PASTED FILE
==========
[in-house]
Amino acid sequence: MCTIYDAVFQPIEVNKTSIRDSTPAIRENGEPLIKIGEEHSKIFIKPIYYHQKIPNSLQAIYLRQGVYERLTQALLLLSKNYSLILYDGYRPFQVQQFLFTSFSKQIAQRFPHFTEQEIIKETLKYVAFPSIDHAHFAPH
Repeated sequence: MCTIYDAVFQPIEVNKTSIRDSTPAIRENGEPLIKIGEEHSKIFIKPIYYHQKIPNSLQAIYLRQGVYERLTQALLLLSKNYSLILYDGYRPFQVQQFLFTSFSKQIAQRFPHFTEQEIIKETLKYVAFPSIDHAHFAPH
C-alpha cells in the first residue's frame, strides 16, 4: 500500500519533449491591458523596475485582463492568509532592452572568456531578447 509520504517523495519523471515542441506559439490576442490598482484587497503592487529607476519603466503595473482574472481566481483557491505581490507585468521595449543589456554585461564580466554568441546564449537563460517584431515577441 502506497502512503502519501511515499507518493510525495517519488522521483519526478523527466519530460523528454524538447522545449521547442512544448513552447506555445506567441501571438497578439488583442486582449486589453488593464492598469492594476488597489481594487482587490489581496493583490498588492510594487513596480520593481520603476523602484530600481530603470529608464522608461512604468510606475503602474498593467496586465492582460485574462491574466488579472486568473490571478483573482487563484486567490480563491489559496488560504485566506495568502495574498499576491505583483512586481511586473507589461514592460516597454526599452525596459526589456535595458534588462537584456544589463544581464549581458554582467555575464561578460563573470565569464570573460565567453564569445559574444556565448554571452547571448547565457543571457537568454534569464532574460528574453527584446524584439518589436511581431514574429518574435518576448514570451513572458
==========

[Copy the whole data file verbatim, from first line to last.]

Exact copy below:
[in-house]
Amino acid sequence: MCTIYDAVFQPIEVNKTSIRDSTPAIRENGEPLIKIGEEHSKIFIKPIYYHQKIPNSLQAIYLRQGVYERLTQALLLLSKNYSLILYDGYRPFQVQQFLFTSFSKQIAQRFPHFTEQEIIKETLKYVAFPSIDHAHFAPH
Repeated sequence: MCTIYDAVFQPIEVNKTSIRDSTPAIRENGEPLIKIGEEHSKIFIKPIYYHQKIPNSLQAIYLRQGVYERLTQALLLLSKNYSLILYDGYRPFQVQQFLFTSFSKQIAQRFPHFTEQEIIKETLKYVAFPSIDHAHFAPH
C-alpha cells in the first residue's frame, strides 16, 4: 500500500519533449491591458523596475485582463492568509532592452572568456531578447 509520504517523495519523471515542441506559439490576442490598482484587497503592487529607476519603466503595473482574472481566481483557491505581490507585468521595449543589456554585461564580466554568441546564449537563460517584431515577441 502506497502512503502519501511515499507518493510525495517519488522521483519526478523527466519530460523528454524538447522545449521547442512544448513552447506555445506567441501571438497578439488583442486582449486589453488593464492598469492594476488597489481594487482587490489581496493583490498588492510594487513596480520593481520603476523602484530600481530603470529608464522608461512604468510606475503602474498593467496586465492582460485574462491574466488579472486568473490571478483573482487563484486567490480563491489559496488560504485566506495568502495574498499576491505583483512586481511586473507589461514592460516597454526599452525596459526589456535595458534588462537584456544589463544581464549581458554582467555575464561578460563573470565569464570573460565567453564569445559574444556565448554571452547571448547565457543571457537568454534569464532574460528574453527584446524584439518589436511581431514574429518574435518576448514570451513572458